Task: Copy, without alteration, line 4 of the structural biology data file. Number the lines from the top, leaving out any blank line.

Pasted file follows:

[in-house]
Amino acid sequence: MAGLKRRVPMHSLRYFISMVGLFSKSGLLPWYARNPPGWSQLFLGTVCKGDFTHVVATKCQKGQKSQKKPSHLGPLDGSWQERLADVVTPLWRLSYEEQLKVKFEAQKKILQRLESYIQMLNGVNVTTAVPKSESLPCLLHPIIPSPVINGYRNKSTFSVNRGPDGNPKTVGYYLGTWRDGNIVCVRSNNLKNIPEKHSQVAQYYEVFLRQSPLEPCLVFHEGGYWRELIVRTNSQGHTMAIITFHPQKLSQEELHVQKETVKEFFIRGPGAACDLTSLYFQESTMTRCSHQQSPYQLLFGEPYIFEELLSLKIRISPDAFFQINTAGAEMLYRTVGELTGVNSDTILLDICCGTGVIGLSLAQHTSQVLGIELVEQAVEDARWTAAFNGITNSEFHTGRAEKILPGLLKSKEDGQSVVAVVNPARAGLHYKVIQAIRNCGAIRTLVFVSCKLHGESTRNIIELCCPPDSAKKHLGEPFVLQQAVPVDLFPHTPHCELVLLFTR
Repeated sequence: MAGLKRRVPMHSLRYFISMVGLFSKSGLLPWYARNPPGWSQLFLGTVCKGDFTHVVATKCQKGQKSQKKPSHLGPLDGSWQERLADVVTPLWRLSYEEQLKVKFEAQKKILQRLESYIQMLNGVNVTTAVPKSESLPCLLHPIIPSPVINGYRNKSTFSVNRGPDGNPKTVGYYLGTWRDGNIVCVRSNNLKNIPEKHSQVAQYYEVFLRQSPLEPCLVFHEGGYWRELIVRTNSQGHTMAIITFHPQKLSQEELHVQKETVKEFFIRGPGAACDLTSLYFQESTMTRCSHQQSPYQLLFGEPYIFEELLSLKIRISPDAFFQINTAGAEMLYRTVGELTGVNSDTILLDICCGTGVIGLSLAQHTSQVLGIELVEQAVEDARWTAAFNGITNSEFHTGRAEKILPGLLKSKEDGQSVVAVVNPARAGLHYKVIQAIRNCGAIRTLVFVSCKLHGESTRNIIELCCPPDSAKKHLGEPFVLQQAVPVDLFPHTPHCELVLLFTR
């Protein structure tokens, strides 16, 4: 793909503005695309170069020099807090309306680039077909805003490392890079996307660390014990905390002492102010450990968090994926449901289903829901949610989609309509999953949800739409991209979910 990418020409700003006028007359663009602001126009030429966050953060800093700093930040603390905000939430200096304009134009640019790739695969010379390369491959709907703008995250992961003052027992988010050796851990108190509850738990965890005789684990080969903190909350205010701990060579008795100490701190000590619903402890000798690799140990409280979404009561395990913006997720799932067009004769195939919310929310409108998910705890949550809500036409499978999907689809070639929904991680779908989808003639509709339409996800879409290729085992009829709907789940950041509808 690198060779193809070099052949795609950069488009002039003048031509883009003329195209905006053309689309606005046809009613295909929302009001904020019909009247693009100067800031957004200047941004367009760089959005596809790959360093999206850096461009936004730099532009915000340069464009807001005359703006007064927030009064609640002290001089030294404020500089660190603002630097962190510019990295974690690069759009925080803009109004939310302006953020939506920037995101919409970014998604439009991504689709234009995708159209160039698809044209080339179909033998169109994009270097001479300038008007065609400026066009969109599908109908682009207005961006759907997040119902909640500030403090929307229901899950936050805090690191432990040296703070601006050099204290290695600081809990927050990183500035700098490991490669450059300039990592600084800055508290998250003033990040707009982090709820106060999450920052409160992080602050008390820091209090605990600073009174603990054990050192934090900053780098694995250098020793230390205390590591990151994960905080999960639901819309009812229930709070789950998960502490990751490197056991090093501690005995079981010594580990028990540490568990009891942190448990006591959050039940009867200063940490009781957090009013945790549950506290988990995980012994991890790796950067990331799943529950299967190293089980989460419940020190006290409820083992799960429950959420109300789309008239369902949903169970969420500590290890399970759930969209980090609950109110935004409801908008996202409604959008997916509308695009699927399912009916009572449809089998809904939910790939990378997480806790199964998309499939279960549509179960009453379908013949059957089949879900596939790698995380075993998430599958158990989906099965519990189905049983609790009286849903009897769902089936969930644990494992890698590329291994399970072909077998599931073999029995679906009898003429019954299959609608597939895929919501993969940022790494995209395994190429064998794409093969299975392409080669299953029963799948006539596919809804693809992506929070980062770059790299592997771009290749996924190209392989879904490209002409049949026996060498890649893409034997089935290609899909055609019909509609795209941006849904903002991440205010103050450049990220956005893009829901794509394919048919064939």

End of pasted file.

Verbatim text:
């Protein structure tokens, strides 16, 4: 793909503005695309170069020099807090309306680039077909805003490392890079996307660390014990905390002492102010450990968090994926449901289903829901949610989609309509999953949800739409991209979910 990418020409700003006028007359663009602001126009030429966050953060800093700093930040603390905000939430200096304009134009640019790739695969010379390369491959709907703008995250992961003052027992988010050796851990108190509850738990965890005789684990080969903190909350205010701990060579008795100490701190000590619903402890000798690799140990409280979404009561395990913006997720799932067009004769195939919310929310409108998910705890949550809500036409499978999907689809070639929904991680779908989808003639509709339409996800879409290729085992009829709907789940950041509808 690198060779193809070099052949795609950069488009002039003048031509883009003329195209905006053309689309606005046809009613295909929302009001904020019909009247693009100067800031957004200047941004367009760089959005596809790959360093999206850096461009936004730099532009915000340069464009807001005359703006007064927030009064609640002290001089030294404020500089660190603002630097962190510019990295974690690069759009925080803009109004939310302006953020939506920037995101919409970014998604439009991504689709234009995708159209160039698809044209080339179909033998169109994009270097001479300038008007065609400026066009969109599908109908682009207005961006759907997040119902909640500030403090929307229901899950936050805090690191432990040296703070601006050099204290290695600081809990927050990183500035700098490991490669450059300039990592600084800055508290998250003033990040707009982090709820106060999450920052409160992080602050008390820091209090605990600073009174603990054990050192934090900053780098694995250098020793230390205390590591990151994960905080999960639901819309009812229930709070789950998960502490990751490197056991090093501690005995079981010594580990028990540490568990009891942190448990006591959050039940009867200063940490009781957090009013945790549950506290988990995980012994991890790796950067990331799943529950299967190293089980989460419940020190006290409820083992799960429950959420109300789309008239369902949903169970969420500590290890399970759930969209980090609950109110935004409801908008996202409604959008997916509308695009699927399912009916009572449809089998809904939910790939990378997480806790199964998309499939279960549509179960009453379908013949059957089949879900596939790698995380075993998430599958158990989906099965519990189905049983609790009286849903009897769902089936969930644990494992890698590329291994399970072909077998599931073999029995679906009898003429019954299959609608597939895929919501993969940022790494995209395994190429064998794409093969299975392409080669299953029963799948006539596919809804693809992506929070980062770059790299592997771009290749996924190209392989879904490209002409049949026996060498890649893409034997089935290609899909055609019909509609795209941006849904903002991440205010103050450049990220956005893009829901794509394919048919064939």